Occasionally, caregivers and family members find themselves stressed by the responsibility and thus become neglectful. Except in the instance of passive abuse, which is not intentionally caused and arises when a caregiver is overworked / under-informed, elder abuse is a deliberate act of hostility. In more active forms of abuse, there is actual intent to inflict harm or deprivation on the older person.
In many cases, the caregiver is motivated to abuse by his own greed or wish to exploit his charge. Or he may become increasingly resentful of his situation and his responsibility.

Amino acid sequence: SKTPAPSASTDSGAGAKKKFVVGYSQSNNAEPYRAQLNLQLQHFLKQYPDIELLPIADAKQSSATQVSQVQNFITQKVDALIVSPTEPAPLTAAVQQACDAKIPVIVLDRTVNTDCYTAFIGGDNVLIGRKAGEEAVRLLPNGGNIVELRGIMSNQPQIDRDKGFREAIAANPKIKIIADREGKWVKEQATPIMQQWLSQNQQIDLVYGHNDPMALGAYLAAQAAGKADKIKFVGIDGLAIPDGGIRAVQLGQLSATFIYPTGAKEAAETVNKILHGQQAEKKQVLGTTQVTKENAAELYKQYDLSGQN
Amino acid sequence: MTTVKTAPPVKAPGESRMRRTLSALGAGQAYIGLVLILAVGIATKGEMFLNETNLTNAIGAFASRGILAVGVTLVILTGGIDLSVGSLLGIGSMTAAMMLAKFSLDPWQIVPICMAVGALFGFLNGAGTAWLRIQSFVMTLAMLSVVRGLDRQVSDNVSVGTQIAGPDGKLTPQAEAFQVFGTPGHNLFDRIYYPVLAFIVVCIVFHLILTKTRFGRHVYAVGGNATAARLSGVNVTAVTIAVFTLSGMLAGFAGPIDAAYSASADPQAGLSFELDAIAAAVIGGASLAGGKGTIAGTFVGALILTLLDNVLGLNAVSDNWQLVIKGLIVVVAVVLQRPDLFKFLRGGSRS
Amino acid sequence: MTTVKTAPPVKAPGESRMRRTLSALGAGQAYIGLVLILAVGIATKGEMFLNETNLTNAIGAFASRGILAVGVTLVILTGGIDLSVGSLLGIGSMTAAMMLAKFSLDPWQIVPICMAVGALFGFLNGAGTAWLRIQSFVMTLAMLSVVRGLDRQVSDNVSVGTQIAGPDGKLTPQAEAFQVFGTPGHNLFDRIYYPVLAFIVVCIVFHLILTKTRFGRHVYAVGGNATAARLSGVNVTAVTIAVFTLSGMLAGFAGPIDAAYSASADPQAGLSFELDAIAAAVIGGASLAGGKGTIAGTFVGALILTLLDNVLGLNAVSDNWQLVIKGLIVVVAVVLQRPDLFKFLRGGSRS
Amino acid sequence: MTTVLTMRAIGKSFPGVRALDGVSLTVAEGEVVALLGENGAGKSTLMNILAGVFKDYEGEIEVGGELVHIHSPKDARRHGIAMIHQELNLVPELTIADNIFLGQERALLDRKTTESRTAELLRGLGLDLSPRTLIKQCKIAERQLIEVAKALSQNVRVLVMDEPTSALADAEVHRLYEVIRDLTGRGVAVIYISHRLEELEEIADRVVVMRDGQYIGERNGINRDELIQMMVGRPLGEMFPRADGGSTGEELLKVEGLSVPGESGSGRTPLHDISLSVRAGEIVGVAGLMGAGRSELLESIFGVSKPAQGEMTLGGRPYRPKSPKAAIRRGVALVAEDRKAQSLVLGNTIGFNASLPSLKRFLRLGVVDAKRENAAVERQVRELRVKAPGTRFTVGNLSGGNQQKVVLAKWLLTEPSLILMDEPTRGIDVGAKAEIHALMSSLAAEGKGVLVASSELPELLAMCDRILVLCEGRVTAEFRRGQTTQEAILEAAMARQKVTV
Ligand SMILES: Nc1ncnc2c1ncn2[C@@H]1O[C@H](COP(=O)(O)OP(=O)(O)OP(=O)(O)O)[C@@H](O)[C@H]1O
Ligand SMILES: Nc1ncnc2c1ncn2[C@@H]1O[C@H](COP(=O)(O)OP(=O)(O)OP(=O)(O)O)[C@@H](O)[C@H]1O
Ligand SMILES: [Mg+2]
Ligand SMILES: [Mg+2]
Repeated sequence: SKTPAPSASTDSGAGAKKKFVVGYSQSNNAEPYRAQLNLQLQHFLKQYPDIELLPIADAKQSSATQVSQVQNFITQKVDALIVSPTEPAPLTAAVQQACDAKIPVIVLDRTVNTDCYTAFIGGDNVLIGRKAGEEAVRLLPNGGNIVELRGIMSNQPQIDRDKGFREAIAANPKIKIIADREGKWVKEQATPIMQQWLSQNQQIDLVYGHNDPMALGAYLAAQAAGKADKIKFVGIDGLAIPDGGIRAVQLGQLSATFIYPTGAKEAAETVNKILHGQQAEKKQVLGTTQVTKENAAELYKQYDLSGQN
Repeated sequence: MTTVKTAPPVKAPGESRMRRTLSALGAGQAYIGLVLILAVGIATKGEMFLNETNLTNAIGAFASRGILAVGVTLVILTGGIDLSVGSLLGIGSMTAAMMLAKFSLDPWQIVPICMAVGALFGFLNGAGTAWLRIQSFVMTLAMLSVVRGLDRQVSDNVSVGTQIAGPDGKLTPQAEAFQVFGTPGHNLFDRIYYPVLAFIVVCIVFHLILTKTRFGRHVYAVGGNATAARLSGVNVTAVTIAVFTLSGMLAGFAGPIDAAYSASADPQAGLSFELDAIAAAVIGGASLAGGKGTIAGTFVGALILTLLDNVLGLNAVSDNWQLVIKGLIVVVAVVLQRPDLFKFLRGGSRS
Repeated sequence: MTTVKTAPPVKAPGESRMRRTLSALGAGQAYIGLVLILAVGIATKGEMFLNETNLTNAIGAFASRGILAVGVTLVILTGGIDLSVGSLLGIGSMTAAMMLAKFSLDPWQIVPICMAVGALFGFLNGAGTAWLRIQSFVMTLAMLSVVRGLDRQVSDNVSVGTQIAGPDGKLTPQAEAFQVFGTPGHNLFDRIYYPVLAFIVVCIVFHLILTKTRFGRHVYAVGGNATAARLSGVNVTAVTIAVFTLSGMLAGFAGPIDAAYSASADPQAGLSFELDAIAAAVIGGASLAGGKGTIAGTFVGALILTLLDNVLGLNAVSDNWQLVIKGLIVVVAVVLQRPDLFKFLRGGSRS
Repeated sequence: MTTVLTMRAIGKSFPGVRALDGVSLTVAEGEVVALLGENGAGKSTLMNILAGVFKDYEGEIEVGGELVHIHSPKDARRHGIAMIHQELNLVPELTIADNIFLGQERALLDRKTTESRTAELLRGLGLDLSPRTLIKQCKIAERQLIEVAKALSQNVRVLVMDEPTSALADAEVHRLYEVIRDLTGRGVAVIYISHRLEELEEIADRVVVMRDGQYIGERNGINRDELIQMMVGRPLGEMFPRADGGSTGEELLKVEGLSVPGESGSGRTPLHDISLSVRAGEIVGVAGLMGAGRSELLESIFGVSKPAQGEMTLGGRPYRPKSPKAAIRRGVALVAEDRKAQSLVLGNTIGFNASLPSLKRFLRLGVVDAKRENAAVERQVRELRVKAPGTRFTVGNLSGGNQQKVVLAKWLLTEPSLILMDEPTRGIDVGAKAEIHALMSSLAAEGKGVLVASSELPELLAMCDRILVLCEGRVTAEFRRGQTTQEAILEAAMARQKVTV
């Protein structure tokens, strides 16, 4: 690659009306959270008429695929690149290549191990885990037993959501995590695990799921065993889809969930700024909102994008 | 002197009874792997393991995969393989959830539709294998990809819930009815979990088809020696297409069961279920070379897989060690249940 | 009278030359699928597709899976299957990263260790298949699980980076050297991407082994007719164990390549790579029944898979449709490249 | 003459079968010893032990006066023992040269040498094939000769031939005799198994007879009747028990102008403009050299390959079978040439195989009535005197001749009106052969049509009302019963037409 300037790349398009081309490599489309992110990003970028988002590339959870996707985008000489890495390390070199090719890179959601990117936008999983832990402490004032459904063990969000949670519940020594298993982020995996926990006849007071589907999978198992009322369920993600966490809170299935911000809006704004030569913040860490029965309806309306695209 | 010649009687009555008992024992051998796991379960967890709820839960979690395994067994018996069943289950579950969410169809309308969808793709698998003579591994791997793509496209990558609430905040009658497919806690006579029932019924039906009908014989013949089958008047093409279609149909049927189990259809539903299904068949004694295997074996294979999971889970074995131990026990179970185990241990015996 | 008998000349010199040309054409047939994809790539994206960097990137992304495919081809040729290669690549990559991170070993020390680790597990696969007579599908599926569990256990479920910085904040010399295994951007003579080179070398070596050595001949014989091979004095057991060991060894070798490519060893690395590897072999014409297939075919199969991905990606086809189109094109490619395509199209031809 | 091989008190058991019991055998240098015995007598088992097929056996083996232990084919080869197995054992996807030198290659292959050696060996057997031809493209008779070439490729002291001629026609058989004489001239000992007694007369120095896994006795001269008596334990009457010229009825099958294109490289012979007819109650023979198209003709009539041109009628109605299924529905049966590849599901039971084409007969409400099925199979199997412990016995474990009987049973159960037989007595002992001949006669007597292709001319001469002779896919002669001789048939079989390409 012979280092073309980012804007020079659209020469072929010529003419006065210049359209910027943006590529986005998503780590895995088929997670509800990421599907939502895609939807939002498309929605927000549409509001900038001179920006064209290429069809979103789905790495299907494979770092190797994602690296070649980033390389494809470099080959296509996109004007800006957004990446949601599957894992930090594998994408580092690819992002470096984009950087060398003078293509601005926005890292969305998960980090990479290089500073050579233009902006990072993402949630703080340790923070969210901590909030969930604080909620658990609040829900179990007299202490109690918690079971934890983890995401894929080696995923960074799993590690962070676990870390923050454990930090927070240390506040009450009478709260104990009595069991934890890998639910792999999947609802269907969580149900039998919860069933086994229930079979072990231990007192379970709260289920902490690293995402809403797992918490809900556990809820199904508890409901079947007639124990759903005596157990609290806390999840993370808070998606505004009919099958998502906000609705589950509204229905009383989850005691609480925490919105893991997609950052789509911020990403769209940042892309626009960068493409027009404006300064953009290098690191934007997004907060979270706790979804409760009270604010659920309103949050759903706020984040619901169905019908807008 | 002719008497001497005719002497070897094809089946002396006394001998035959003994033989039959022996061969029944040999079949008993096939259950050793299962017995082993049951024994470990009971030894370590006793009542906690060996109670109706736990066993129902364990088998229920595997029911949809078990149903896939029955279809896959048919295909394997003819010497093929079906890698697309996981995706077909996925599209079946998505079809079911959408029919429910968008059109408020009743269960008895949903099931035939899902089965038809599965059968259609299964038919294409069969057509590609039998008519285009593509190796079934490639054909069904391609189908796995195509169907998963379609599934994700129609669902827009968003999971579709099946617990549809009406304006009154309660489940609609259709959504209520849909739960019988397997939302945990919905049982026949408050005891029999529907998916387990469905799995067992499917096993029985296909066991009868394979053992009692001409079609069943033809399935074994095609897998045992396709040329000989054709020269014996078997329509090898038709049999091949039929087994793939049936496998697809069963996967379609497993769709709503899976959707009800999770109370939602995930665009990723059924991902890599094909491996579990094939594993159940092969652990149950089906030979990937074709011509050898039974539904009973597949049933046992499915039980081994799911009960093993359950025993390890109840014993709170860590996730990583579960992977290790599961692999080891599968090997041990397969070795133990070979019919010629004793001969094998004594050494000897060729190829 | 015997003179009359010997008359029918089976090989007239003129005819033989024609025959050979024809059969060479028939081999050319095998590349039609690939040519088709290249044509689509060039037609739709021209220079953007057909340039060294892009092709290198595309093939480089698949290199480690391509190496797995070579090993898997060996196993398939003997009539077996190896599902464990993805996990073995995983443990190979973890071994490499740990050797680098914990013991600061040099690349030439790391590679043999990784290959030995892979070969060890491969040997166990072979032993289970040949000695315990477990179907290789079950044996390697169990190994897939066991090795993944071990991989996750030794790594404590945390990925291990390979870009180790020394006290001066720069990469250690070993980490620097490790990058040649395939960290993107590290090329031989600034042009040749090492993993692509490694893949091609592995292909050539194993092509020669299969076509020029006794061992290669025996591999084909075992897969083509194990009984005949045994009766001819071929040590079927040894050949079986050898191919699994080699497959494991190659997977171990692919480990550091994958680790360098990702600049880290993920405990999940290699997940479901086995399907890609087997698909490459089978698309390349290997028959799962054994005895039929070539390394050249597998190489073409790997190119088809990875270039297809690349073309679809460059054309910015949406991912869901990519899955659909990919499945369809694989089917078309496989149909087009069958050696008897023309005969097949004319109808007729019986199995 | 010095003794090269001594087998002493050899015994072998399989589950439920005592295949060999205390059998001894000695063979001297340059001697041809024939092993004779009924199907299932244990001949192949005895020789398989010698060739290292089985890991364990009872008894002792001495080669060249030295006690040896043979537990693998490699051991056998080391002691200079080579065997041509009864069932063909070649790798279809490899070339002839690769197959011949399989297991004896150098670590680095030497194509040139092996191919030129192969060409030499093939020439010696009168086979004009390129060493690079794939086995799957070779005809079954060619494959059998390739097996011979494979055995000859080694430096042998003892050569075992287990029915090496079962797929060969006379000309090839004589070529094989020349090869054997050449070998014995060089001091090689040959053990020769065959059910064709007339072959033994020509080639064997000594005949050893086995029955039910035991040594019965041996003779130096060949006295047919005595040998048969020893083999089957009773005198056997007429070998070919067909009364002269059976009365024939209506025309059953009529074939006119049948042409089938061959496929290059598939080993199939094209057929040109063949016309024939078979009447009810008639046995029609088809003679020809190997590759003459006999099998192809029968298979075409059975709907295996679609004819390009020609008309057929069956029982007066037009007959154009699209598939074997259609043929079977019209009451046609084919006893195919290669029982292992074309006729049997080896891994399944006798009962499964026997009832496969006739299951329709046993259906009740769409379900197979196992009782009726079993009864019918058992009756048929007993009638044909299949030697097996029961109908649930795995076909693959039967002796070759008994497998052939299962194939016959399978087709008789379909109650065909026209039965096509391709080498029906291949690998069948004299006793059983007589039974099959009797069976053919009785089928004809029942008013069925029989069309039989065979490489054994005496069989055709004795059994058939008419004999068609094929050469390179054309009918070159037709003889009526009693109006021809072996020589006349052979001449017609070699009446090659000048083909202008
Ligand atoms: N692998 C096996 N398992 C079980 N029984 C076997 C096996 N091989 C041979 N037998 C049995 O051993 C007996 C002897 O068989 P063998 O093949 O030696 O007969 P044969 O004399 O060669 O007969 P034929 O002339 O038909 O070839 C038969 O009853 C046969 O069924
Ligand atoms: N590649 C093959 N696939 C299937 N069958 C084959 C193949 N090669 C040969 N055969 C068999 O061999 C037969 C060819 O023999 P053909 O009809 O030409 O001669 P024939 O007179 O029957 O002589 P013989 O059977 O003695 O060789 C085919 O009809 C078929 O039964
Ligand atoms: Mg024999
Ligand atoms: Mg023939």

Unlike children, the elderly are responsible for themselves unless they are declared incompetent. Yet many are frail, dependent, and vulnerable, and as such, subject to abuse. Elder abuse cuts across gender, class, race and age lines.
In sixty percent of elder abuse cases, the abusers are spouses; twenty percent are adult children; and twenty percent are siblings, grandchildren, boarders, and caregivers. (USA Today, January 30, 2001)